An old Southern black song cries out: "God gave Noah the rainbow sign; No more water, the fire next time." Long before that, the ancient rabbis spoke of a mabul eysh -- a "flood of fire." In their days, they were fantasies. But in our generation, the flood of fire has come upon us in the form of global scorching and the rising of the seas.
The time has come to heal our Earth, and there is no better time to heed the call than as we approach Shabbat Noach, when Jews around the world read the Torah portion about the flood, Noah and his ark, and then the rainbow -- God's covenantal sign not to destroy the world again.
Shabbat Noach comes this year on Oct. 23-24. By accident (or God's design), it is also the day when a number of experts on the global climate crisis have called for worldwide actions to protect our planet from climate disaster.
This Torah passage lends itself to focusing on the danger of destruction of life on our planet, as well as the actions we must take to prevent destruction and to preserve the web of life.
Dozens of leaders of both national and grass-roots Jewish organizations are joining the call to observe the week before and after Shabbat Noach as a "Climate Healing Shabbat." We are urging special prayers, sermons, panels, nature walks -- anything that will inspire Jewish commitment to help heal the planet.
This is an important step forward. The organized Jewish community has only recently begun to act seriously on the climate/energy issue. Indeed, the official alliance of the major Jewish organizations on these issues -- COEJL, the Coalition on the Environment and Jewish Life -- is far weaker now than it was five years ago.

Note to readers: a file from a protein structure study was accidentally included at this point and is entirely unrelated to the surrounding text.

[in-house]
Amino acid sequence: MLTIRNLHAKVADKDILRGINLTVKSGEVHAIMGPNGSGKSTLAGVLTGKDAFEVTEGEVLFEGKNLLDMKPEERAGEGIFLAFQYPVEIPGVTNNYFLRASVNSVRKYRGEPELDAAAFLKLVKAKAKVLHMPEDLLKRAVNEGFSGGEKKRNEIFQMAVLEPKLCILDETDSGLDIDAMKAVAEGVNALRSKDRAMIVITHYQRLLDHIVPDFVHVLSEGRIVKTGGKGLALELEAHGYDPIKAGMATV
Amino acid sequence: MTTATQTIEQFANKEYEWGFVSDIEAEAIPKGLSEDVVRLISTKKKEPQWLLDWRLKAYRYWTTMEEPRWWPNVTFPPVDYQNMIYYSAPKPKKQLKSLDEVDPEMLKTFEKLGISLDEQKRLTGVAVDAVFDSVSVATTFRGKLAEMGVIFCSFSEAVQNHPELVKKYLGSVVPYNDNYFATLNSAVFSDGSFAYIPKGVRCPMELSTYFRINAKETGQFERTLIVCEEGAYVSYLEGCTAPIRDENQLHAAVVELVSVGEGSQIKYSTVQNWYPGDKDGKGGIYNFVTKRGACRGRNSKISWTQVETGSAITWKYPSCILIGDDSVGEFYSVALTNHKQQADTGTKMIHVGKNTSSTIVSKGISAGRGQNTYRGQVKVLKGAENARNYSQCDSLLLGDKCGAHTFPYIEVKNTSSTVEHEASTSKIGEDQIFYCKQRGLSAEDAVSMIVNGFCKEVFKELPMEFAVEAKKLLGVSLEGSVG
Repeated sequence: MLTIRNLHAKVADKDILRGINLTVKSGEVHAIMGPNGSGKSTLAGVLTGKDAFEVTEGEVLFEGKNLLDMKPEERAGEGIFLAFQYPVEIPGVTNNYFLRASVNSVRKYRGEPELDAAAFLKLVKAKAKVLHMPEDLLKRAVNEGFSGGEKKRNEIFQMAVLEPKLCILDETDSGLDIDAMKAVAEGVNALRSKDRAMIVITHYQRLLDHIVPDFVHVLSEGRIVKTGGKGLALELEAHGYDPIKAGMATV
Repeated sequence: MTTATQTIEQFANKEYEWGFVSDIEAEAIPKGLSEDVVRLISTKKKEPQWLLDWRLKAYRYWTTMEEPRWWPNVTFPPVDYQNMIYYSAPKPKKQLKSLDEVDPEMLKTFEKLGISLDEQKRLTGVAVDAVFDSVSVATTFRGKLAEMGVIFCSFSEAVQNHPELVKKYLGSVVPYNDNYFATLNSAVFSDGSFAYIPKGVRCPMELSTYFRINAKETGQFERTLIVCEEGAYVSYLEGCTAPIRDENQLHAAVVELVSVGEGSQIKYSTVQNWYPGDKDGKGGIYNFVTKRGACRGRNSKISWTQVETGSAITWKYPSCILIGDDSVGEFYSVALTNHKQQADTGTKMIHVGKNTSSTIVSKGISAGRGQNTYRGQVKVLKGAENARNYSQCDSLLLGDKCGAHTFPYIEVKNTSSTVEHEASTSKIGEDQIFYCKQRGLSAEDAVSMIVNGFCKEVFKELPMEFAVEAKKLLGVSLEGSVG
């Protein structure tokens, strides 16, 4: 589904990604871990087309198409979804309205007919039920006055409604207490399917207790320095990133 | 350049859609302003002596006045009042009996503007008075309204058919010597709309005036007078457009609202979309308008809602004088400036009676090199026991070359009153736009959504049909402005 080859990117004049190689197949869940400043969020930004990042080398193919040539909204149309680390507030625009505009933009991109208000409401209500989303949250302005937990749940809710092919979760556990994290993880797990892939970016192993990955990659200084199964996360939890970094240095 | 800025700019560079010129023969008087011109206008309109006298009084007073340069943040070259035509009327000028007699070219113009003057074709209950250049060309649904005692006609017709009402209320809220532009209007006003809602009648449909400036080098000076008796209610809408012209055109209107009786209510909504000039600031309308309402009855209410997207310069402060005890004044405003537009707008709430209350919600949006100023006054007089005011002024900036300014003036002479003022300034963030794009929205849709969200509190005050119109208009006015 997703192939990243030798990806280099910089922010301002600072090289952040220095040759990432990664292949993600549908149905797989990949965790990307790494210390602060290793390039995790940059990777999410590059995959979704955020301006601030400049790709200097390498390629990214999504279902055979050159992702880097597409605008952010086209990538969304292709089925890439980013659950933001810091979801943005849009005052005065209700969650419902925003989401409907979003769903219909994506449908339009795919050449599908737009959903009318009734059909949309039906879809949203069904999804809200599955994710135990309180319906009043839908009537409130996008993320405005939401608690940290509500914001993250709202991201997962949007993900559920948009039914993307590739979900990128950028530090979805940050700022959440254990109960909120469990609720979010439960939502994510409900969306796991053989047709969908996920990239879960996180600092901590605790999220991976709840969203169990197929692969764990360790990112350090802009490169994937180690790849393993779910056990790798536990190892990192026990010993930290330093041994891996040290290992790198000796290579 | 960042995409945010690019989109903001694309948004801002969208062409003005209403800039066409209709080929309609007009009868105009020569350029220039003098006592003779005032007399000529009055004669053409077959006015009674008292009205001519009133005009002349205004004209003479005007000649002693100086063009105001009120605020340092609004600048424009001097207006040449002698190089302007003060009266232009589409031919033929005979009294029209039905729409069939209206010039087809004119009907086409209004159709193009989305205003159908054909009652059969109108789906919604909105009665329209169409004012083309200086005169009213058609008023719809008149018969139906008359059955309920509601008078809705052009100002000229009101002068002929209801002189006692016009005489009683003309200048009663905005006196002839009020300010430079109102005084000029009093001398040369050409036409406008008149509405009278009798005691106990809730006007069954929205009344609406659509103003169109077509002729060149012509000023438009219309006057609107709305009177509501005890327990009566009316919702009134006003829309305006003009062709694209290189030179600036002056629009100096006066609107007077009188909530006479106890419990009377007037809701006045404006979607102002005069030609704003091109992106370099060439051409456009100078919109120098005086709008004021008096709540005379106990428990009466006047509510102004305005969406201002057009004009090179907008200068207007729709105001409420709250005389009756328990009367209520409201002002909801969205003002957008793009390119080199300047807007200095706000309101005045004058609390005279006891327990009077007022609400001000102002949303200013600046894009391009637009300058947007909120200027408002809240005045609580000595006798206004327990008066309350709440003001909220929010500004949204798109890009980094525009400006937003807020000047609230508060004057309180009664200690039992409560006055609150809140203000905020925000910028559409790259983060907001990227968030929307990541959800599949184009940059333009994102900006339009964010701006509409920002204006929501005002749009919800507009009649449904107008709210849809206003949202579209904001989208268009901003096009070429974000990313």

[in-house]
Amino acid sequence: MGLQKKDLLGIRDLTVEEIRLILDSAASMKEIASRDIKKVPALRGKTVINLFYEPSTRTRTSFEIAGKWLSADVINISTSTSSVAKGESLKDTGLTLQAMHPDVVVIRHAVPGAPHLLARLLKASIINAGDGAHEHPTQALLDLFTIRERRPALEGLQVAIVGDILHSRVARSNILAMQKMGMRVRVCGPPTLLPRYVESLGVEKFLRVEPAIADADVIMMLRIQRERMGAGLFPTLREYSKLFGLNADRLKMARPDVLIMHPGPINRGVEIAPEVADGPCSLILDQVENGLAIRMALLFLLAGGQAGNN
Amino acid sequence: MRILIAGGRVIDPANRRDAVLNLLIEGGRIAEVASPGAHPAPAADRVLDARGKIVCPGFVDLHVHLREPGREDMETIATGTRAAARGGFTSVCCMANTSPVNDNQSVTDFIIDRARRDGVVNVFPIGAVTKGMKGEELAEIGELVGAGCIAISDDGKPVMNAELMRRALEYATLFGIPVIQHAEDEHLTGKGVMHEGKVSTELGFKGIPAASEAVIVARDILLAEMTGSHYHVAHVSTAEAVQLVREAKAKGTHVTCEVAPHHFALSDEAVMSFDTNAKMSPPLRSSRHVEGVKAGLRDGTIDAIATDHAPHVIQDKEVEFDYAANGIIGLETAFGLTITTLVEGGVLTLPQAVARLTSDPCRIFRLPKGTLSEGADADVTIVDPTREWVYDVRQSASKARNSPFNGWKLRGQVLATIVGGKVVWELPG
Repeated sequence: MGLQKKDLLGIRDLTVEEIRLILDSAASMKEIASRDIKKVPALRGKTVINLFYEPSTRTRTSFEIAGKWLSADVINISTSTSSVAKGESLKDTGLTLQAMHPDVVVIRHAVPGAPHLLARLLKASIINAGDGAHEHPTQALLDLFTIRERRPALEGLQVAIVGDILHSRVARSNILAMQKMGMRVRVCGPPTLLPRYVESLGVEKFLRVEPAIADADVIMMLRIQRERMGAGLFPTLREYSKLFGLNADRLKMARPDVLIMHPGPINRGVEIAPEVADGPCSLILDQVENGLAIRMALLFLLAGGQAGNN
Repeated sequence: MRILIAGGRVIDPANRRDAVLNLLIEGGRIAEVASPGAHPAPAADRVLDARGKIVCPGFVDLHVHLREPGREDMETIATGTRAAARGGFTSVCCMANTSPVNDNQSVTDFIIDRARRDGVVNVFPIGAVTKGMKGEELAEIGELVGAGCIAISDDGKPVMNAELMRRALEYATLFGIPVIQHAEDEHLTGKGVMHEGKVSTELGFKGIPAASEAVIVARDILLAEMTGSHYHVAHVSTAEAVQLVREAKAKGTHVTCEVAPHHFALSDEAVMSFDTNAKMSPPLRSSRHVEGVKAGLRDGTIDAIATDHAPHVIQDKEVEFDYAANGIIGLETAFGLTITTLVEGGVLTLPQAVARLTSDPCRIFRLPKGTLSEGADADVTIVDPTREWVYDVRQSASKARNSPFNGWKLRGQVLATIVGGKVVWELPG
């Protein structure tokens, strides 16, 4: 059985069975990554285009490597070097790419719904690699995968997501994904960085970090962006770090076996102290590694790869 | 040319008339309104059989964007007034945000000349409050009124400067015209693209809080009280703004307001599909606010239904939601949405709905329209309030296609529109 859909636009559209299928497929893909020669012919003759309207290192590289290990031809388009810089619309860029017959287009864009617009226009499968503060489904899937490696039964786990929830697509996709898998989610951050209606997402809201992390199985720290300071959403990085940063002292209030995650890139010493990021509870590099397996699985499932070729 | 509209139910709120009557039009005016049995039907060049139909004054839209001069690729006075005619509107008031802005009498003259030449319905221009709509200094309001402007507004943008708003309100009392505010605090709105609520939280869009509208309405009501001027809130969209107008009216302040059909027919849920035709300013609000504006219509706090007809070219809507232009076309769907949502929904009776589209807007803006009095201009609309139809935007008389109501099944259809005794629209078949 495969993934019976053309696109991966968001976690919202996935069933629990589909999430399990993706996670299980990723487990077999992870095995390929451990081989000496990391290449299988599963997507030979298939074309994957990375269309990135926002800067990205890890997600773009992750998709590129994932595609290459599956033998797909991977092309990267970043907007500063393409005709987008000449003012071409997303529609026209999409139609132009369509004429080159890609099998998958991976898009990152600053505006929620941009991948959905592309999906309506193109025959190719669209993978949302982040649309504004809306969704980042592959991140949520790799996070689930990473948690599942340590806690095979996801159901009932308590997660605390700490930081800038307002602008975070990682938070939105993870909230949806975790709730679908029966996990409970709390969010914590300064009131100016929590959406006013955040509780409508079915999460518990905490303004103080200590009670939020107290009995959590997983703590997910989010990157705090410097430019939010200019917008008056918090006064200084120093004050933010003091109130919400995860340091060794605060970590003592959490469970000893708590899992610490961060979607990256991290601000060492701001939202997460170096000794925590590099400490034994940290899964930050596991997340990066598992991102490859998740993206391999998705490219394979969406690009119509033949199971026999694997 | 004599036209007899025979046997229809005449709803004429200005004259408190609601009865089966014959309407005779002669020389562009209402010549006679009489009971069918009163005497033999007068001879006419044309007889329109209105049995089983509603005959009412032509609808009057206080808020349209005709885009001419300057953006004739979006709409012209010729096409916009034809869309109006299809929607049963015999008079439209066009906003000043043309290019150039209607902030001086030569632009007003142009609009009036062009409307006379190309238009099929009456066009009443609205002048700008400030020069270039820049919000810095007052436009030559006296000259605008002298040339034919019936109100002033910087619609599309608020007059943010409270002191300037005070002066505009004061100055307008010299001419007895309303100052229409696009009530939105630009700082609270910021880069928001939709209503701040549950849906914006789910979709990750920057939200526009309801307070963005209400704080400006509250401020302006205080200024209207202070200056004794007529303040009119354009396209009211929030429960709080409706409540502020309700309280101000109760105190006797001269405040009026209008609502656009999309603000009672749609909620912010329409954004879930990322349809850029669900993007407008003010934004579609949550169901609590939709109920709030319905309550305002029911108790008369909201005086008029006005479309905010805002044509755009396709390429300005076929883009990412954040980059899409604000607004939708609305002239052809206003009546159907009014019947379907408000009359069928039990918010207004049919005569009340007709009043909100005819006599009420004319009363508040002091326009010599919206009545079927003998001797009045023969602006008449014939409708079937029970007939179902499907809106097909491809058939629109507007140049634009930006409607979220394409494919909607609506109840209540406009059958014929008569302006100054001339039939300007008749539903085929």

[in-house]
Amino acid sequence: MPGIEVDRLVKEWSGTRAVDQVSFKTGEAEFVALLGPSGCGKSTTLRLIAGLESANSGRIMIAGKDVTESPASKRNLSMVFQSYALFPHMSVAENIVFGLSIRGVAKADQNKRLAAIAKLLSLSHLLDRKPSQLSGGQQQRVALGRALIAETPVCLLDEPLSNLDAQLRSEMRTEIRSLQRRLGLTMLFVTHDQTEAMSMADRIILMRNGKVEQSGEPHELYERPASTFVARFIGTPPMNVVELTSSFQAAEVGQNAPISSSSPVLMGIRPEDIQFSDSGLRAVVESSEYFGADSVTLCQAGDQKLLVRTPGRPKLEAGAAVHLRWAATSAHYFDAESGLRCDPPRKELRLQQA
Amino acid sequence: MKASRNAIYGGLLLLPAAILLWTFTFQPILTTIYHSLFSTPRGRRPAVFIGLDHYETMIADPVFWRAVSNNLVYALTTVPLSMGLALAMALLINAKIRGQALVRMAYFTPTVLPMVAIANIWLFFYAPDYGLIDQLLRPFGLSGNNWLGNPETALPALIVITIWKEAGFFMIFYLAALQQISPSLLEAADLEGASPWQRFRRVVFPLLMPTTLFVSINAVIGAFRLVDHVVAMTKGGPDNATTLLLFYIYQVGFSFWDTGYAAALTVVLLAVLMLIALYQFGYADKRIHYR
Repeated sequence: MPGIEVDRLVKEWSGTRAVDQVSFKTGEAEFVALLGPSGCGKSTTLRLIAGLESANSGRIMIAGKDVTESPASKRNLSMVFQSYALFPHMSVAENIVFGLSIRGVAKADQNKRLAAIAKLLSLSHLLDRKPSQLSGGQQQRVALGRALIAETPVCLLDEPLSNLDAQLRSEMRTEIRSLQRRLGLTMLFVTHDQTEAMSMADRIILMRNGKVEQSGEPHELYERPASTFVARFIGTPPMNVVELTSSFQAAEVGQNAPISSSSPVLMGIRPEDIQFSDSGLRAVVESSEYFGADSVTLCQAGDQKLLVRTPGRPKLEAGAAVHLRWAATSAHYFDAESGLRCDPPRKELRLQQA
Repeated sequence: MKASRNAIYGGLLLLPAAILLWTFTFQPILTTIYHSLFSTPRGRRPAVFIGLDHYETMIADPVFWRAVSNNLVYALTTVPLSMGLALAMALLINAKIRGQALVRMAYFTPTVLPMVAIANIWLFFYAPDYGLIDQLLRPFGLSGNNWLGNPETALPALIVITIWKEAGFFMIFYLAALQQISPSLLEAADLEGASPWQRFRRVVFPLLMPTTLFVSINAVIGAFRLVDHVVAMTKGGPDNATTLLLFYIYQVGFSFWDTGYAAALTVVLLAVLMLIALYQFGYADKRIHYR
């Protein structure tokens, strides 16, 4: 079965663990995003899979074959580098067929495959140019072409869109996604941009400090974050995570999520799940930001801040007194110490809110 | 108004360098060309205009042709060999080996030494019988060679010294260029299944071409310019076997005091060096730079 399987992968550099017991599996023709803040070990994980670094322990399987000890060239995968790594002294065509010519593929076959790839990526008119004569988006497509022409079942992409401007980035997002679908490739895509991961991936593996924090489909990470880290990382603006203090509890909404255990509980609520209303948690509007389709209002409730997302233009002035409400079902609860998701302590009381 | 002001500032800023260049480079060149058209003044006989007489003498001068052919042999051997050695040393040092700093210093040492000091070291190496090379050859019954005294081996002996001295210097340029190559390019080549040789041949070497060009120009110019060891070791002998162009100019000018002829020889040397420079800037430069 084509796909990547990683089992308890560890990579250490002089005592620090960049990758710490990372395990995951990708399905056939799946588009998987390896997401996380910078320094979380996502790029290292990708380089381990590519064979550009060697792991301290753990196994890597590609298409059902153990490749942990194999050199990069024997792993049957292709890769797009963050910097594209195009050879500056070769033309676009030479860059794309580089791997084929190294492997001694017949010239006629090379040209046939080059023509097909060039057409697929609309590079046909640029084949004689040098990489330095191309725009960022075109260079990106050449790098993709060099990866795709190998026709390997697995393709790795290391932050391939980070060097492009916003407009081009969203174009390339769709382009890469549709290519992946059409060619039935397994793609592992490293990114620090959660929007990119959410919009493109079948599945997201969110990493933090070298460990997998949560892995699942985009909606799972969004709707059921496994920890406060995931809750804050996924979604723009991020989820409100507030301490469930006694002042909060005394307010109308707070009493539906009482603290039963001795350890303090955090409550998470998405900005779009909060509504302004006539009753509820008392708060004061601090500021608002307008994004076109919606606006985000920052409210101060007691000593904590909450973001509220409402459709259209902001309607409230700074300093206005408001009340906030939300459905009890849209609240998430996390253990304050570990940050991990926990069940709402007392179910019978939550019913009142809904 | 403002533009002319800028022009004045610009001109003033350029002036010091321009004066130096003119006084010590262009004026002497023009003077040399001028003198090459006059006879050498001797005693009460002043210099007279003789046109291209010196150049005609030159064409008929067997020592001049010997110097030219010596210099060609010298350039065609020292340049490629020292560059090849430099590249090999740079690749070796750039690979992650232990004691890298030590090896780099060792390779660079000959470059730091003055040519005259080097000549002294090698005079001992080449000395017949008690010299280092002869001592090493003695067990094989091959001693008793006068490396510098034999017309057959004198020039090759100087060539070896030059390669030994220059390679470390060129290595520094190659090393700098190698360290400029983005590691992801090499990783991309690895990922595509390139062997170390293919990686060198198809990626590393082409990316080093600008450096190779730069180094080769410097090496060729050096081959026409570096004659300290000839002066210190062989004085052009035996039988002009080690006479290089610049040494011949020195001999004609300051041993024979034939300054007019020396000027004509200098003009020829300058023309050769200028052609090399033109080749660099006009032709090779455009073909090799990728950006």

On the other hand, there have arisen grass-roots organizations -- such as Hazon, the Teva Learning Center, the Adamah Fellowship at Isabella Freedman retreat center, the Jewish Farm School in Philadelphia -- that are doing vital educational work.
Yet while progress has been made in certain areas, there's a long way to go. Yes, we hear more symbols and sermons about the environment, and festivals such as Sukkot and Tu B'Shevat have become increasingly environmentally focused. And yes, there are efforts aimed at "greening" our synagogues, community centers, retirement homes and other institutions, but the efforts don't always translate into sustained action.
But it's the area of social-political action where Jews have failed most. Much needs to be done to forcefully and swiftly change public policy away from burning fossil fuels, and toward the use of solar and wind energy in transportation, food production, housing and other areas of society.
The observance of the Global Climate Healing Shabbat is a prelude to the U.N. conference on the climate crisis, which is scheduled to take place in Copenhagen in December.
Almost daily reports of widespread droughts, floods, storms, wildfires, melting polar ice caps, and the forced migration of invasive species and diseases into new territories all cry out to us for action.
Passage after passage of the Torah and of other Jewish writings cry out to us as Jews to act more vigorously -- not only in private and communal households, but in shaping public policy -- to celebrate and heal the web of life. The time has come.
Rabbi Arthur Waskow directs the Shalom Center, which initiated the Call for Climate Healing Shabbat. Information for programming is available at: www.shalomcenter.org/taxonomy/68 .